Image - Mykola Shkribliak: carved wooden plate (1900s).

Shkribliak [Škribljaky]. The family name of a group of Hutsul folk artists from Yavoriv, Kosiv county, Galicia (now Kosiv raion, Ivano-Frankivsk oblast), who have specialized in wood carving and inlay. Yurii Shkribliak (b 28 April 1822, d 1884) was the founder of the family tradition. He made wooden flasks, miniature barrels, goblets, plates, spoons, crosses, cups, axes, pistols, rifles, and powder horns decorated with geometrical carvings and copper-wire or sheep-horn inlay. Noted for their original forms and fine technical execution, they were displayed at agricultural fairs in Vienna (1872), Lviv (1877), Trieste (1878), Stanyslaviv (1879), and Kolomyia (1880). Yurii taught his craft to his sons, Vasyl (1856–1928), Mykola (1858–1920), and Fedir (1859–1942). Vasyl specialized in flat carving and inlay of variously colored wood, beads, metal, and mother-of-pearl. His best works are plates, shelves, and furniture. In 1905–15 he taught at the provincial wood carving school in Vyzhnytsia. His works were shown at exhibitions in Ternopil (1884), Cracow (1887), Lviv (1894, 1905), and Kolomyia (1880, 1912). Mykola introduced a pitted background to heighten the contrast with the carved design. His favorite motif was the rosette. Mykola taught the family craft to his sons, Fedir (b 28 April 1893, d 10 November 1960) and Vasyl (b 1900), and Fedir passed it on to his son, Dmytro (b 20 October 1925). Similar work has been done by the Korpaniuk brothers (the sons of Kateryna, the daughter of Yurii Shkribliak) and their descendants. An album of works by the Shkribliak family was published in Kyiv in 1979.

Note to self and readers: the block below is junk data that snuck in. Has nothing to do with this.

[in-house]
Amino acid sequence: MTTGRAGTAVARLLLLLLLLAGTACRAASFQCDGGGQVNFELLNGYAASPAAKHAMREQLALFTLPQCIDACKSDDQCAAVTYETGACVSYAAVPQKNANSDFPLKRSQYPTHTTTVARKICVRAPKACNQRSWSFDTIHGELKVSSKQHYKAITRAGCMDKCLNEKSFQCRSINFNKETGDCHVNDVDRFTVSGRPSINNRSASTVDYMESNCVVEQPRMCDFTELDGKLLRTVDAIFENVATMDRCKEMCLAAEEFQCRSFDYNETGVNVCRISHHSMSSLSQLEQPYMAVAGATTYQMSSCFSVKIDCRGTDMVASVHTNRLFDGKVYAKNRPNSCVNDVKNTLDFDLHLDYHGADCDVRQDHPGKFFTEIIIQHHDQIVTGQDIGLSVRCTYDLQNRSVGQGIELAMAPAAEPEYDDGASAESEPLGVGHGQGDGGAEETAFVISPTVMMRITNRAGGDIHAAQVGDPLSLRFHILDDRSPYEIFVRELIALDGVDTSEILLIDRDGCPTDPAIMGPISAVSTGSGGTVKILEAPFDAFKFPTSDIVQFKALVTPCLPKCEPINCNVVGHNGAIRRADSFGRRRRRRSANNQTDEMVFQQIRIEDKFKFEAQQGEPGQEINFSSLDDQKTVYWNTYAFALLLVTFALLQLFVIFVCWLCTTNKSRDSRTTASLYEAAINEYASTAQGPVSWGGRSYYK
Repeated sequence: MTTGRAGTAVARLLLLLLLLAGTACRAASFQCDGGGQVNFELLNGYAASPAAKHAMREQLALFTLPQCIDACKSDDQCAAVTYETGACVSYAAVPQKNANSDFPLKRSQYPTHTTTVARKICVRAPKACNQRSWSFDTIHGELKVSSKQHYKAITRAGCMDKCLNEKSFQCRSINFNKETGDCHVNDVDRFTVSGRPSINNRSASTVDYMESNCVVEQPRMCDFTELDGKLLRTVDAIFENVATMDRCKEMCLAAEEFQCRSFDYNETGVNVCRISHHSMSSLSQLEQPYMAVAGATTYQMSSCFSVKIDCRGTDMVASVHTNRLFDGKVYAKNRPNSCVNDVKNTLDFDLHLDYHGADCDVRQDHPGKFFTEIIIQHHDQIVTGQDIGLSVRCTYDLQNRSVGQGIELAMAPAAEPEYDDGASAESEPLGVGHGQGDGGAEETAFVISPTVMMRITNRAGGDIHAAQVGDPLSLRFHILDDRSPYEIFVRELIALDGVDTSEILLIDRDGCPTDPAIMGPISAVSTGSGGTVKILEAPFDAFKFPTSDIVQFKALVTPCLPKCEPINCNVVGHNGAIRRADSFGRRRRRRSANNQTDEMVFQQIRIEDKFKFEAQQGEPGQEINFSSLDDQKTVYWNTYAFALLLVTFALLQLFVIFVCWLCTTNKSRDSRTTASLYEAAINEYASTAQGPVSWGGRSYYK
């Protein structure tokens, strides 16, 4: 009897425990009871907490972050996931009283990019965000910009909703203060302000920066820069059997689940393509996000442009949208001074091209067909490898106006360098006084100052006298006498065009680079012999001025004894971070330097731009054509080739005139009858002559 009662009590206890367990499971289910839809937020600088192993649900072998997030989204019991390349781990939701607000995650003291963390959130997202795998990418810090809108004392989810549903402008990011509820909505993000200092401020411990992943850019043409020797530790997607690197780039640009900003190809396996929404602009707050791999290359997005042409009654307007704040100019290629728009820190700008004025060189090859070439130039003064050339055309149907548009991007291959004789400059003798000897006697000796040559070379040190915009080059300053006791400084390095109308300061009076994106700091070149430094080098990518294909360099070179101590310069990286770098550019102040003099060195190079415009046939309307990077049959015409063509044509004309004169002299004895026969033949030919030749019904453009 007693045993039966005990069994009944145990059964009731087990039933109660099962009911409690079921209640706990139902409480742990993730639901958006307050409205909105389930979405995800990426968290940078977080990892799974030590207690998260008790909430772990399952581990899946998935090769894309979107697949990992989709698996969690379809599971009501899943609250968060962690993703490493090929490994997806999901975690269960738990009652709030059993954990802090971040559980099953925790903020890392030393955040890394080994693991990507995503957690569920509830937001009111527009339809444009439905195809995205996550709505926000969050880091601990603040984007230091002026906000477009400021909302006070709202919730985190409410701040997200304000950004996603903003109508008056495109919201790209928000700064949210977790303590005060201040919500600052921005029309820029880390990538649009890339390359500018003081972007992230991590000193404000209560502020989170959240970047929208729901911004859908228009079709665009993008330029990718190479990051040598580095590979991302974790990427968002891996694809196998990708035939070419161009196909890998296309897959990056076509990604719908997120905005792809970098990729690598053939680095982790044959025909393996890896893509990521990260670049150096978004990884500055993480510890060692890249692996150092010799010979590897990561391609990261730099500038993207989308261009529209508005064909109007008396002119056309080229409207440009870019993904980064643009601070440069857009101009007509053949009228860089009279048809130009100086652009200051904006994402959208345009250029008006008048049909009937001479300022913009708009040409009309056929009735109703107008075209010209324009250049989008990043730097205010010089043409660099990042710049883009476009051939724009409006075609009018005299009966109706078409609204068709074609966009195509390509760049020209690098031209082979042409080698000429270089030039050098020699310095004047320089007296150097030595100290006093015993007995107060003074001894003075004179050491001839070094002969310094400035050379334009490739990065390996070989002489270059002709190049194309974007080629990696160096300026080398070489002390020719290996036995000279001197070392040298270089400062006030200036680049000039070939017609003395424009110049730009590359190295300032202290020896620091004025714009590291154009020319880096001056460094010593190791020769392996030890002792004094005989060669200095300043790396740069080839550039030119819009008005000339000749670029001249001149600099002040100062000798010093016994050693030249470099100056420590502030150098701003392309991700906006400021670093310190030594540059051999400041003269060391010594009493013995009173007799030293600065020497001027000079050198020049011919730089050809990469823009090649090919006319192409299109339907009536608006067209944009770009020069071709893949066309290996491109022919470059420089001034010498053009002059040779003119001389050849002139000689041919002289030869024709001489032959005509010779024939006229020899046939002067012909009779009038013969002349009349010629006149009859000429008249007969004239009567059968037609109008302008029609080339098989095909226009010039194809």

[This article originally appeared in the Encyclopedia of Ukraine, vol. 4 (1993).]

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